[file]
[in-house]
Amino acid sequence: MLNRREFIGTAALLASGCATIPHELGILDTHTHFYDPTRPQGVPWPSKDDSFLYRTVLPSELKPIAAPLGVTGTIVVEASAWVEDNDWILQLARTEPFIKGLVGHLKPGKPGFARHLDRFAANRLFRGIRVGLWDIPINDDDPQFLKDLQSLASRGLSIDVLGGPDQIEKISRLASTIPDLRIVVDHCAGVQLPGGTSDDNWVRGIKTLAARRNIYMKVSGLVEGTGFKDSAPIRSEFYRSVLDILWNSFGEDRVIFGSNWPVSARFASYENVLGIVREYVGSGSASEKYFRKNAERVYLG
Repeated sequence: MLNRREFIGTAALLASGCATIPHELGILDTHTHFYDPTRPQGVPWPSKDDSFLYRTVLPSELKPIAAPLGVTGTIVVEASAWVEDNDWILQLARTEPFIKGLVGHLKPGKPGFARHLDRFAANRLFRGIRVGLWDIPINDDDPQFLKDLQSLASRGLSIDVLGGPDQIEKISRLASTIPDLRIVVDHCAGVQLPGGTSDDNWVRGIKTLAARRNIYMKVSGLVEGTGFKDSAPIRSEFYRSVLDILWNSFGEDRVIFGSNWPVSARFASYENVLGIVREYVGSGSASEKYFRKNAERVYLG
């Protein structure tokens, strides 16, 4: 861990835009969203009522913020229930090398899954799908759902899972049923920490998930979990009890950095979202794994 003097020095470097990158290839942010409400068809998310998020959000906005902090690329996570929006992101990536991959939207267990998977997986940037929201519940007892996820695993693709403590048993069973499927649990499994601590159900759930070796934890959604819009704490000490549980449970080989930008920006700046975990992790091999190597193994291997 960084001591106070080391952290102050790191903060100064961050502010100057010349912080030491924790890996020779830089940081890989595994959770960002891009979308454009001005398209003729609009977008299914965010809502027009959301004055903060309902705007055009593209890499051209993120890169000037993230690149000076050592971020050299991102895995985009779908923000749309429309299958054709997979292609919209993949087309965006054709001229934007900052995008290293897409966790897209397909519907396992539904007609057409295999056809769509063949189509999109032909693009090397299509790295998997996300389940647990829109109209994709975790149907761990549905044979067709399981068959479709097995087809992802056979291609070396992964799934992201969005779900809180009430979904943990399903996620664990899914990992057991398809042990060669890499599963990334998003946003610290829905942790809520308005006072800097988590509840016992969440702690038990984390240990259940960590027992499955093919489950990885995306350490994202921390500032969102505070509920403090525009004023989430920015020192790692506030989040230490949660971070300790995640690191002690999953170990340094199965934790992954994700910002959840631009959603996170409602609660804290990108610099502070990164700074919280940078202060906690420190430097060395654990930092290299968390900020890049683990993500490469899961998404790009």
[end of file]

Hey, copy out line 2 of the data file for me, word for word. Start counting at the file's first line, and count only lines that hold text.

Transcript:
Amino acid sequence: MLNRREFIGTAALLASGCATIPHELGILDTHTHFYDPTRPQGVPWPSKDDSFLYRTVLPSELKPIAAPLGVTGTIVVEASAWVEDNDWILQLARTEPFIKGLVGHLKPGKPGFARHLDRFAANRLFRGIRVGLWDIPINDDDPQFLKDLQSLASRGLSIDVLGGPDQIEKISRLASTIPDLRIVVDHCAGVQLPGGTSDDNWVRGIKTLAARRNIYMKVSGLVEGTGFKDSAPIRSEFYRSVLDILWNSFGEDRVIFGSNWPVSARFASYENVLGIVREYVGSGSASEKYFRKNAERVYLG